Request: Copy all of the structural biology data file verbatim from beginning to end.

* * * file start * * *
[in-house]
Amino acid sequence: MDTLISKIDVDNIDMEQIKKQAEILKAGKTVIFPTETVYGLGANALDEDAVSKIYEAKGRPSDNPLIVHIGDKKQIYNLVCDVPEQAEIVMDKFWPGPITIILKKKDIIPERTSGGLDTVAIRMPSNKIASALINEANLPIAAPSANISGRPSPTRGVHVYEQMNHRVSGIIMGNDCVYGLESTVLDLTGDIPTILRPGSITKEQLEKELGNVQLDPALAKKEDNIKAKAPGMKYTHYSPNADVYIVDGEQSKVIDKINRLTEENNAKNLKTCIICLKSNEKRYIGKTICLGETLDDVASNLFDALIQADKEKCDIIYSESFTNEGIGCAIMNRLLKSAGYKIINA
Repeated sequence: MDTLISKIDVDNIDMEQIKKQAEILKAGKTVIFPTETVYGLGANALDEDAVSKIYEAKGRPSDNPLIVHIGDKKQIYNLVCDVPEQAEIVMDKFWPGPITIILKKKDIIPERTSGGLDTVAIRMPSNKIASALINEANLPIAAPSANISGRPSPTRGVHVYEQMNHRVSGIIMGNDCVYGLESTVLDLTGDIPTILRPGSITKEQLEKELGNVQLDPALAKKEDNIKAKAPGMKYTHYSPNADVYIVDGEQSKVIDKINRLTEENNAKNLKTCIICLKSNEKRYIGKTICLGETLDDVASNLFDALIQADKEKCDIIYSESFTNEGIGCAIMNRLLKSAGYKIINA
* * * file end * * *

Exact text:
[in-house]
Amino acid sequence: MDTLISKIDVDNIDMEQIKKQAEILKAGKTVIFPTETVYGLGANALDEDAVSKIYEAKGRPSDNPLIVHIGDKKQIYNLVCDVPEQAEIVMDKFWPGPITIILKKKDIIPERTSGGLDTVAIRMPSNKIASALINEANLPIAAPSANISGRPSPTRGVHVYEQMNHRVSGIIMGNDCVYGLESTVLDLTGDIPTILRPGSITKEQLEKELGNVQLDPALAKKEDNIKAKAPGMKYTHYSPNADVYIVDGEQSKVIDKINRLTEENNAKNLKTCIICLKSNEKRYIGKTICLGETLDDVASNLFDALIQADKEKCDIIYSESFTNEGIGCAIMNRLLKSAGYKIINA
Repeated sequence: MDTLISKIDVDNIDMEQIKKQAEILKAGKTVIFPTETVYGLGANALDEDAVSKIYEAKGRPSDNPLIVHIGDKKQIYNLVCDVPEQAEIVMDKFWPGPITIILKKKDIIPERTSGGLDTVAIRMPSNKIASALINEANLPIAAPSANISGRPSPTRGVHVYEQMNHRVSGIIMGNDCVYGLESTVLDLTGDIPTILRPGSITKEQLEKELGNVQLDPALAKKEDNIKAKAPGMKYTHYSPNADVYIVDGEQSKVIDKINRLTEENNAKNLKTCIICLKSNEKRYIGKTICLGETLDDVASNLFDALIQADKEKCDIIYSESFTNEGIGCAIMNRLLKSAGYKIINA